• You post a picture of a product or place, but not in the context of talking about it.  My last post on baby burning featured photos of two items of baby clothing.  We received both items as gifts, one from the brand that makes it. I actually really like both garments, for different reasons, but that post didn’t express a view.  Merely making your readers aware of a product, without anything else, is not a representation about its quality and isn’t, in any sense of the word, a review.
  • You got a freebie that’s not for sale.  Cecylia’s last video post was filmed at the Hawthorn Arts Centre.  She was allowed to play their Steinway without charge and asked for the opportunity to do so.  Should she have put a “sponsored post” disclaimer at the top of her post? I vote no.  Arguably, the City of Boroondara is receiving some free brand exposure because of it, but if everything in the background that you didn’t pay for is sponsorship, then every photo taken in a public place is likely to be sponsored (or taken without permission) – and that’s just dumb.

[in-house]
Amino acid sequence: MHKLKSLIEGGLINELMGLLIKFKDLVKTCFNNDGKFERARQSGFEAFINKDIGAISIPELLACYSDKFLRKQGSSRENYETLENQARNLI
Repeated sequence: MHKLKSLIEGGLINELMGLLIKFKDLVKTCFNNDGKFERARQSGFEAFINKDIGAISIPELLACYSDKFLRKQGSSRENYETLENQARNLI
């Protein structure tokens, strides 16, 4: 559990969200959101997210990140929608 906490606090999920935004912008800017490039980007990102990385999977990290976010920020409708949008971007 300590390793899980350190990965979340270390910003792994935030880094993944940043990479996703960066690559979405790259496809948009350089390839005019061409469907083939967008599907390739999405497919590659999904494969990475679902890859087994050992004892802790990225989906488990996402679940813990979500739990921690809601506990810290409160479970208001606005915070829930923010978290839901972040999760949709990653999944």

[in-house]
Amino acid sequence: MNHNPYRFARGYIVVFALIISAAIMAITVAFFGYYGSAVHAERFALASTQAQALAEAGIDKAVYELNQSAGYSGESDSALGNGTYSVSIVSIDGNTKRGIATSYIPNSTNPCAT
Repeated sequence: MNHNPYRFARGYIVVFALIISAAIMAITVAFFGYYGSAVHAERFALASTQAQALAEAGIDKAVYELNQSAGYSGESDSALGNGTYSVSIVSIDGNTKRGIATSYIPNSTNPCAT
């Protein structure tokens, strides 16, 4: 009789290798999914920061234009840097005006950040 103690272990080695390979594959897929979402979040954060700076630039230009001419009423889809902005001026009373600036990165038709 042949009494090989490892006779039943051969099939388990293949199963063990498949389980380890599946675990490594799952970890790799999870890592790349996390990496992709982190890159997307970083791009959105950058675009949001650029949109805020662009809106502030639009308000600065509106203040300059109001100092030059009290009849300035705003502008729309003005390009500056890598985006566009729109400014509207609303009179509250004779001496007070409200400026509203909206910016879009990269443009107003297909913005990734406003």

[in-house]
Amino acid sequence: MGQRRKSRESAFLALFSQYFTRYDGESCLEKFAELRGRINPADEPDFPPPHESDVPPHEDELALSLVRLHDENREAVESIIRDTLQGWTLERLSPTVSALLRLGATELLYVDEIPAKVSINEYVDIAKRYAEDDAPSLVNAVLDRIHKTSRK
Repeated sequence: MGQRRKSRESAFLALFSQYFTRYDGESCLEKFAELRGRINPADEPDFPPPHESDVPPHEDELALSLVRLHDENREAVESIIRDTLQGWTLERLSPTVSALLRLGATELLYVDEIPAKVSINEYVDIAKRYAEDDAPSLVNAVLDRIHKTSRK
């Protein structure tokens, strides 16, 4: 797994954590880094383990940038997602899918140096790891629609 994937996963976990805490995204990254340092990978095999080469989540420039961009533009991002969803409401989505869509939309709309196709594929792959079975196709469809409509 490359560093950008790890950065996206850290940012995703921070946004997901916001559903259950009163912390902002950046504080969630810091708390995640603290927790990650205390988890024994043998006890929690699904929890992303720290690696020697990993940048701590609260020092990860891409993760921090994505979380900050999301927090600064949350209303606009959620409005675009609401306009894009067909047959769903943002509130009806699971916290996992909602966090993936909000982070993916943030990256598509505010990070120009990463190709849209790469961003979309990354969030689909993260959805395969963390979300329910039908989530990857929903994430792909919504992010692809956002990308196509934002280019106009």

This is a huge issue for fashion and beauty bloggers who are likely to have piles of freebies that might be used repeatedly for years after they’re no longer commercially relevant.  If the guidelines were written for bloggers, I would expect them to focus more on the critical issue of whether a consumer might be led into error based on the blog post.  To me, this comes down to whether the incentive or gift affected the blogger’s words or conduct in any way.  If the gift is given with strings attached, you need to disclose those strings.  If you have 200 shades of lipstick and 100 of them were freebies, the fact that you pick one of them on a particular day doesn’t make that day sponsored or misleading.